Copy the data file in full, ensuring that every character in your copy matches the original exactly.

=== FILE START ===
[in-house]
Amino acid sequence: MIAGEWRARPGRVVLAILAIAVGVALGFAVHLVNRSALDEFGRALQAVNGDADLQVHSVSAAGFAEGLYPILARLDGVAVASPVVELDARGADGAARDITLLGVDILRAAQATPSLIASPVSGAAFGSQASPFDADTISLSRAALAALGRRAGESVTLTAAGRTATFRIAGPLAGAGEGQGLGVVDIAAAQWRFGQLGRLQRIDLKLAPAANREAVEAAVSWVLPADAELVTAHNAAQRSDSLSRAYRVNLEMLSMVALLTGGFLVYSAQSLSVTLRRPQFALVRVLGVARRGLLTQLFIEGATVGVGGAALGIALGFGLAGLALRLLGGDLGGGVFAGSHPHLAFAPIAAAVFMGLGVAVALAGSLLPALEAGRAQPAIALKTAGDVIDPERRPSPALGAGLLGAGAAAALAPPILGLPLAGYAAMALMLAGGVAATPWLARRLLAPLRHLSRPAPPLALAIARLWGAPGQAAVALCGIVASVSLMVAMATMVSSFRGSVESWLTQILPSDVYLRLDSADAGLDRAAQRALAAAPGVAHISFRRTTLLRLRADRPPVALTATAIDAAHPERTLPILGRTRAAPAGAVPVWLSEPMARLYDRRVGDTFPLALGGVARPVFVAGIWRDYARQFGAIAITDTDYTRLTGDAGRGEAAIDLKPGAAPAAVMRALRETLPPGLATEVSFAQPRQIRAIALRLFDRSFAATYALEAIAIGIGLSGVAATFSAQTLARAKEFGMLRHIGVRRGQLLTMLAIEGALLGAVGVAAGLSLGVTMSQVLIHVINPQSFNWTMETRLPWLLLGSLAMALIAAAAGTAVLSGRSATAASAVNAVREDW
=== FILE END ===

[in-house]
Amino acid sequence: MIAGEWRARPGRVVLAILAIAVGVALGFAVHLVNRSALDEFGRALQAVNGDADLQVHSVSAAGFAEGLYPILARLDGVAVASPVVELDARGADGAARDITLLGVDILRAAQATPSLIASPVSGAAFGSQASPFDADTISLSRAALAALGRRAGESVTLTAAGRTATFRIAGPLAGAGEGQGLGVVDIAAAQWRFGQLGRLQRIDLKLAPAANREAVEAAVSWVLPADAELVTAHNAAQRSDSLSRAYRVNLEMLSMVALLTGGFLVYSAQSLSVTLRRPQFALVRVLGVARRGLLTQLFIEGATVGVGGAALGIALGFGLAGLALRLLGGDLGGGVFAGSHPHLAFAPIAAAVFMGLGVAVALAGSLLPALEAGRAQPAIALKTAGDVIDPERRPSPALGAGLLGAGAAAALAPPILGLPLAGYAAMALMLAGGVAATPWLARRLLAPLRHLSRPAPPLALAIARLWGAPGQAAVALCGIVASVSLMVAMATMVSSFRGSVESWLTQILPSDVYLRLDSADAGLDRAAQRALAAAPGVAHISFRRTTLLRLRADRPPVALTATAIDAAHPERTLPILGRTRAAPAGAVPVWLSEPMARLYDRRVGDTFPLALGGVARPVFVAGIWRDYARQFGAIAITDTDYTRLTGDAGRGEAAIDLKPGAAPAAVMRALRETLPPGLATEVSFAQPRQIRAIALRLFDRSFAATYALEAIAIGIGLSGVAATFSAQTLARAKEFGMLRHIGVRRGQLLTMLAIEGALLGAVGVAAGLSLGVTMSQVLIHVINPQSFNWTMETRLPWLLLGSLAMALIAAAAGTAVLSGRSATAASAVNAVREDW